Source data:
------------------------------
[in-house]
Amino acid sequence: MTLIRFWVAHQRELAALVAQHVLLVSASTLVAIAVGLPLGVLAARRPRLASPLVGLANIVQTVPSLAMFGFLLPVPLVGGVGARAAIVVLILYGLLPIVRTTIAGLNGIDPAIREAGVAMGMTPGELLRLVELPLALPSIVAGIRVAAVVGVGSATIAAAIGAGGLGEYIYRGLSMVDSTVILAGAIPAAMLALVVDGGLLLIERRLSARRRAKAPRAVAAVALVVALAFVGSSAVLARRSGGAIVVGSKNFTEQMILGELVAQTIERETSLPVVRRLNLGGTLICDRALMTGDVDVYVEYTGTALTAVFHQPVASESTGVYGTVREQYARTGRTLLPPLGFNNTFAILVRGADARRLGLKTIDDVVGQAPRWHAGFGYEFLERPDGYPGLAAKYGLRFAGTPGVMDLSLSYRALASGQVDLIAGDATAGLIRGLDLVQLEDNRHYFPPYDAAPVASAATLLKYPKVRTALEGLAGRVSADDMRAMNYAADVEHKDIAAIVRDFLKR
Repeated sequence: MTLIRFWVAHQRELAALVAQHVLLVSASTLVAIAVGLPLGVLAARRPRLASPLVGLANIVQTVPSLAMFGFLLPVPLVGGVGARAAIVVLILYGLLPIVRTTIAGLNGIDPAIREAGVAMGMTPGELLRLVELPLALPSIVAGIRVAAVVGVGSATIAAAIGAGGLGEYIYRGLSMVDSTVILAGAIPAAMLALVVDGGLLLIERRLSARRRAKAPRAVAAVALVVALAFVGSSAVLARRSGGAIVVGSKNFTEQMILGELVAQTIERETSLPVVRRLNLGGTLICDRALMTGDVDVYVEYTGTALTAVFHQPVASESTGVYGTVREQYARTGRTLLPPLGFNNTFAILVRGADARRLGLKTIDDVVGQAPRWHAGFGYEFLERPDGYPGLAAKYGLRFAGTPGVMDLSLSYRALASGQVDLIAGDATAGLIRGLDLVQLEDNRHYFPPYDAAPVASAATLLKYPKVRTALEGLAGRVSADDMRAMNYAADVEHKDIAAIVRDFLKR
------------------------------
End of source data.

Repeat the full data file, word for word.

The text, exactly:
[in-house]
Amino acid sequence: MTLIRFWVAHQRELAALVAQHVLLVSASTLVAIAVGLPLGVLAARRPRLASPLVGLANIVQTVPSLAMFGFLLPVPLVGGVGARAAIVVLILYGLLPIVRTTIAGLNGIDPAIREAGVAMGMTPGELLRLVELPLALPSIVAGIRVAAVVGVGSATIAAAIGAGGLGEYIYRGLSMVDSTVILAGAIPAAMLALVVDGGLLLIERRLSARRRAKAPRAVAAVALVVALAFVGSSAVLARRSGGAIVVGSKNFTEQMILGELVAQTIERETSLPVVRRLNLGGTLICDRALMTGDVDVYVEYTGTALTAVFHQPVASESTGVYGTVREQYARTGRTLLPPLGFNNTFAILVRGADARRLGLKTIDDVVGQAPRWHAGFGYEFLERPDGYPGLAAKYGLRFAGTPGVMDLSLSYRALASGQVDLIAGDATAGLIRGLDLVQLEDNRHYFPPYDAAPVASAATLLKYPKVRTALEGLAGRVSADDMRAMNYAADVEHKDIAAIVRDFLKR
Repeated sequence: MTLIRFWVAHQRELAALVAQHVLLVSASTLVAIAVGLPLGVLAARRPRLASPLVGLANIVQTVPSLAMFGFLLPVPLVGGVGARAAIVVLILYGLLPIVRTTIAGLNGIDPAIREAGVAMGMTPGELLRLVELPLALPSIVAGIRVAAVVGVGSATIAAAIGAGGLGEYIYRGLSMVDSTVILAGAIPAAMLALVVDGGLLLIERRLSARRRAKAPRAVAAVALVVALAFVGSSAVLARRSGGAIVVGSKNFTEQMILGELVAQTIERETSLPVVRRLNLGGTLICDRALMTGDVDVYVEYTGTALTAVFHQPVASESTGVYGTVREQYARTGRTLLPPLGFNNTFAILVRGADARRLGLKTIDDVVGQAPRWHAGFGYEFLERPDGYPGLAAKYGLRFAGTPGVMDLSLSYRALASGQVDLIAGDATAGLIRGLDLVQLEDNRHYFPPYDAAPVASAATLLKYPKVRTALEGLAGRVSADDMRAMNYAADVEHKDIAAIVRDFLKR